– Nathaniel
    Oct 29 at 13:54
  • Pertinent information from a famous veteran.
    – Lucian
    Oct 29 at 16:27
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These optional gadgets were like organ pipes and sounded like them, plus the acoustic effects the question explains. But the sound as such may also be produced just by the stabiliser fins alone. When the organ pipes are fitted, this is called a screaming bomb.

If such a sound enhancer was used it might have looked like this:

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History of War, SC50

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a form of physiological warfare, small whistles called Jericho Devices or Jericho whistles could be attached to the tail of SC/SD 50 and SC 250 Bombs. These would produce the loud, characteristic bomb whistle noise when falling to reduce morale. Similar to the well know “Jericho Trumpets”, the sirens attached to the landing gear of the Stuka.

There whistles were attached in pairs of 4 on the tail of the bomb, opposite of each other.

A pamphlet, “Civil Defence Training Pamphlet No 2: Objects Dropped From The Air”, Issued by the British Ministry of Home Security in 1944, describes two types of flutes; One is described as a “black cardboard tube, shaped like an organ pipe”, and the other as “an adapted bayonet scabbard, with an attachment for fastening it to one of the vanes of the bomb.”

  1. WHISTLE ATTACHMENT FOR SCREAMING BOMBS Two types of whistle, sometimes attached to the vanes of German high explosive bombs, causing them to scream as they fall, are illustrated in Figure 35. These whistles are often found near the scene of a bomb explosion.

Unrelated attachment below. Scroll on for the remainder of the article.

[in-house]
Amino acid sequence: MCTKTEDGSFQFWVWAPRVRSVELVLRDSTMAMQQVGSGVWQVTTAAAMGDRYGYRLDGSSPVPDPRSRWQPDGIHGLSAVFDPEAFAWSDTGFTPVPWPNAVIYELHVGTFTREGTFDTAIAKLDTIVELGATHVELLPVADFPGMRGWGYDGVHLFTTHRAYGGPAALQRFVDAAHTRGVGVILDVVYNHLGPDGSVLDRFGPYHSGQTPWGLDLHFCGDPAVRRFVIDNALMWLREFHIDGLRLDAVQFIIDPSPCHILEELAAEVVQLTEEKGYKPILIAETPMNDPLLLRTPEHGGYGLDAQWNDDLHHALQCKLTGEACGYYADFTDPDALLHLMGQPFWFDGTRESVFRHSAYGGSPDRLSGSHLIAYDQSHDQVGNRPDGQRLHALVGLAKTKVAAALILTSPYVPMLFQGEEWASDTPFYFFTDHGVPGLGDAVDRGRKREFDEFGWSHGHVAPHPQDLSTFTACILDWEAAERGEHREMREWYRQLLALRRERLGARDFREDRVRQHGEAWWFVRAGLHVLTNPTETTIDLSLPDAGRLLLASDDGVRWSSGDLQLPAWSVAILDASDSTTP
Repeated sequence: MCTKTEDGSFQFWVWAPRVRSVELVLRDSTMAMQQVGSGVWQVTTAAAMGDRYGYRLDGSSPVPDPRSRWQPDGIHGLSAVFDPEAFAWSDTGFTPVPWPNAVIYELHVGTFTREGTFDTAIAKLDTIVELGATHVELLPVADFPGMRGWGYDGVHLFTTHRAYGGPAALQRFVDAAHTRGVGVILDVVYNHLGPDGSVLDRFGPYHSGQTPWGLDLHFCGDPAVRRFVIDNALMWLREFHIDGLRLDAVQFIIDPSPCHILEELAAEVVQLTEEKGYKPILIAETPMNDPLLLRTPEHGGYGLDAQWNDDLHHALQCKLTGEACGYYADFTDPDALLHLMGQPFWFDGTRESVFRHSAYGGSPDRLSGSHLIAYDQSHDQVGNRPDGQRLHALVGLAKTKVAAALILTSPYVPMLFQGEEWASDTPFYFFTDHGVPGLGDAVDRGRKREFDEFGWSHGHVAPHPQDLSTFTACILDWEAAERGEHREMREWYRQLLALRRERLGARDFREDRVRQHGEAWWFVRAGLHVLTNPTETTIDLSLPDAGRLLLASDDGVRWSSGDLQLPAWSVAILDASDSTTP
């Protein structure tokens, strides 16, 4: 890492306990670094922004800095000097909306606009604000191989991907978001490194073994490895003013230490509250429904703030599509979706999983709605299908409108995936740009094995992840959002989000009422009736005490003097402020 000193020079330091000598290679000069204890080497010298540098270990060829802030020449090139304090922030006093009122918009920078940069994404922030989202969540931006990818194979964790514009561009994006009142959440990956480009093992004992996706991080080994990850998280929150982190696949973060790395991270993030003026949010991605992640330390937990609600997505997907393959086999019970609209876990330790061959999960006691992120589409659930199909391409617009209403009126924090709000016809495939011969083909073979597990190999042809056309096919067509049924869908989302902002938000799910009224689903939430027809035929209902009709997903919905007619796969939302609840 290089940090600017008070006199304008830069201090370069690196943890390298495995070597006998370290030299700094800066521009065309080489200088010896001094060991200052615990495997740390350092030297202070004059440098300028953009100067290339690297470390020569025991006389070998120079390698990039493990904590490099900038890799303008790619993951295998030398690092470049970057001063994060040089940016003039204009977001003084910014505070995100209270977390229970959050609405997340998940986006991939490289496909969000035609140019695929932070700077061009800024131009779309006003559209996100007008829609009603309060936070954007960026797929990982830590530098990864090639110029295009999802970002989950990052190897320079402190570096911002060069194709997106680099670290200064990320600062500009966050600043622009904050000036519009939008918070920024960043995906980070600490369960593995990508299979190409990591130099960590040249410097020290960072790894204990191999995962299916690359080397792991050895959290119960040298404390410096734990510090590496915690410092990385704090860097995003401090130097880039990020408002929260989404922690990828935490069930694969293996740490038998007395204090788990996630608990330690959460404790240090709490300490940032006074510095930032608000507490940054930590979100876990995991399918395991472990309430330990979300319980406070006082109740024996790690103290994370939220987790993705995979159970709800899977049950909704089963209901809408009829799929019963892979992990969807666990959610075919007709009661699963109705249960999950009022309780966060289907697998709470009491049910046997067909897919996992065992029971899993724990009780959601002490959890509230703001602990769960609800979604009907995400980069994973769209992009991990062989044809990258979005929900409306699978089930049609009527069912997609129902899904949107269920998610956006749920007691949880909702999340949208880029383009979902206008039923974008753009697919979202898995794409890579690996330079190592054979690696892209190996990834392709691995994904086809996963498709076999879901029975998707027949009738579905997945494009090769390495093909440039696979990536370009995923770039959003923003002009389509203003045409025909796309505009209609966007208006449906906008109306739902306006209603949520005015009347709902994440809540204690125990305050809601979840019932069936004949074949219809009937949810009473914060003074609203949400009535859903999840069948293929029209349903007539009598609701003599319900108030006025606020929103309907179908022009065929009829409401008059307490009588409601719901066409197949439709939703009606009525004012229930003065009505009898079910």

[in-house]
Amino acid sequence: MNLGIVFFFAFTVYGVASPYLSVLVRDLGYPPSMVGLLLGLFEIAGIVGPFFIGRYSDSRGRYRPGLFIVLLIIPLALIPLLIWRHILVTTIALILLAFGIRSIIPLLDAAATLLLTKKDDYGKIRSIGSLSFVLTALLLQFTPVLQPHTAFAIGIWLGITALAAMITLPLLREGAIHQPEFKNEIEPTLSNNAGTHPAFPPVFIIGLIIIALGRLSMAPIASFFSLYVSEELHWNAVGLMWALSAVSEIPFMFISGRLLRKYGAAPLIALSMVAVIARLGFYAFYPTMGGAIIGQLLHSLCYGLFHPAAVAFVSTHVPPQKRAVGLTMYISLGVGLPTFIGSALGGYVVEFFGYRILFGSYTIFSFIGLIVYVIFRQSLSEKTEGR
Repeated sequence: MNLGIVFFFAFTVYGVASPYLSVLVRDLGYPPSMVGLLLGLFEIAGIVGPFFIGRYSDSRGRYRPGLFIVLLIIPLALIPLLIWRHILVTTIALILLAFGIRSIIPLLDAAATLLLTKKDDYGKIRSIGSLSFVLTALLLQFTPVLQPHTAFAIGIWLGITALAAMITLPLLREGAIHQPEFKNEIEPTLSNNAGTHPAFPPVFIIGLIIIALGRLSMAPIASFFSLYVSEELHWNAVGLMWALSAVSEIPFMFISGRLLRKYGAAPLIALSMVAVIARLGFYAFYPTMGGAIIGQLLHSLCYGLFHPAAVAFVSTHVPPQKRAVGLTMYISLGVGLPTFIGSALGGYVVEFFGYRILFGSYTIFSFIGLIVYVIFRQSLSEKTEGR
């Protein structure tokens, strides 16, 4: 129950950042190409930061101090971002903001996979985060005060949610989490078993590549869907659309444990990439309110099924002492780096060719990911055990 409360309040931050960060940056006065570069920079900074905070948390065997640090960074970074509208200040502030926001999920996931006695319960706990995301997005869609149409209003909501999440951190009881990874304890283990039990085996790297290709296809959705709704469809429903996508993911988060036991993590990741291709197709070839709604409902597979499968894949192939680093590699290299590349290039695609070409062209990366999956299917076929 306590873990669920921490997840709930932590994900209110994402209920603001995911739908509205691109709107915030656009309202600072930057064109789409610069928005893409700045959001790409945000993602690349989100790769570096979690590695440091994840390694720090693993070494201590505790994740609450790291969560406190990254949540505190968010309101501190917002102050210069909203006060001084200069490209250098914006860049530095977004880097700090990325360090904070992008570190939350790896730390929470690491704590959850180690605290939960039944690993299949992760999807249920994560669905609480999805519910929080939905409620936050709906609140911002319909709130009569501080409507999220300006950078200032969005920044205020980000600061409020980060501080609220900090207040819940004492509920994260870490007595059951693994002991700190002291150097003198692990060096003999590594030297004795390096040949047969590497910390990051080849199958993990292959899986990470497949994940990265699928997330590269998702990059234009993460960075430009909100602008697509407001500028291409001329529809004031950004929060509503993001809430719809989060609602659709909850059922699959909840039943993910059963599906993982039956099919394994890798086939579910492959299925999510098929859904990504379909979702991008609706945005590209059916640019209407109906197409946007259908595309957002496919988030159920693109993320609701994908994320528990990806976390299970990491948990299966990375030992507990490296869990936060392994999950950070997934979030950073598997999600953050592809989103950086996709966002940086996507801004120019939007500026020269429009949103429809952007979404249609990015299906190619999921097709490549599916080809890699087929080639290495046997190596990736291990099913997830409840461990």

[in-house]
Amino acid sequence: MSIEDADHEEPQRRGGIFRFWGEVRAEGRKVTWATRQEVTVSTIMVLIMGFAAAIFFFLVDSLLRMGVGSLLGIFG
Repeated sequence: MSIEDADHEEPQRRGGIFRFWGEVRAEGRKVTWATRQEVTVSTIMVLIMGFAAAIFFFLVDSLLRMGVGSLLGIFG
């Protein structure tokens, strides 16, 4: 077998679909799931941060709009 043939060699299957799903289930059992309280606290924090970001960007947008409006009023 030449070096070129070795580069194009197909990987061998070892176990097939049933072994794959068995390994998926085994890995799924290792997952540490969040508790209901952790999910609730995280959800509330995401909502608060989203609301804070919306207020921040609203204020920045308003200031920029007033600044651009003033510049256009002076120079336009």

One type is a black cardboard tube, shaped like an organ pipe. The other model is an adapted bayonet scabbard, with an attachment for fastening it to one of the vanes of the bomb. Both models are approximately 14 in. in length and 1 1/2 in. in diameter, the vent being about 4 in. from the closed end, which is rounded. Owing to the mechanical weakness, the former often breaks in two at the vent and the parts may be found separately.

In the second type, the body of the pipe is sometimes a hollow sheet-metal tube, spot welded in two seams down the side, with a wooden nose secured to the tongue of the metal tube by two nails. (Note: 1-kg. incendiary bombs have also been found fixed to the vanes of a 50-kg. H.E. bomb by clips.)

–Civil Defence Training Pamphlet No 2: Objects Dropped From The Air, Ministry of Home Security, 1944

Emmas Planes: German Bomb modifications

A recording with the sound from the pilots perspective is at Why did World War 2 bombs made whistling sound while they fell ?

And for a Jericho-trumpet 'noise machine' with a bomb whistle you can hear one recoding overlaid to the closing accords on Pink Floyd's "In The Flesh"

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  • Wait... is that really an actual recording of a whistle bomb? It just sounds like a single synthesized tone, so I'd always assumed that what it was. I mean, there is the sound in there of what sounds like a real era airplane. I'm pretty sure I've heard that exact same canned airplane sound in countless war movies.
    – T.E.D.
    Oct 29 at 13:16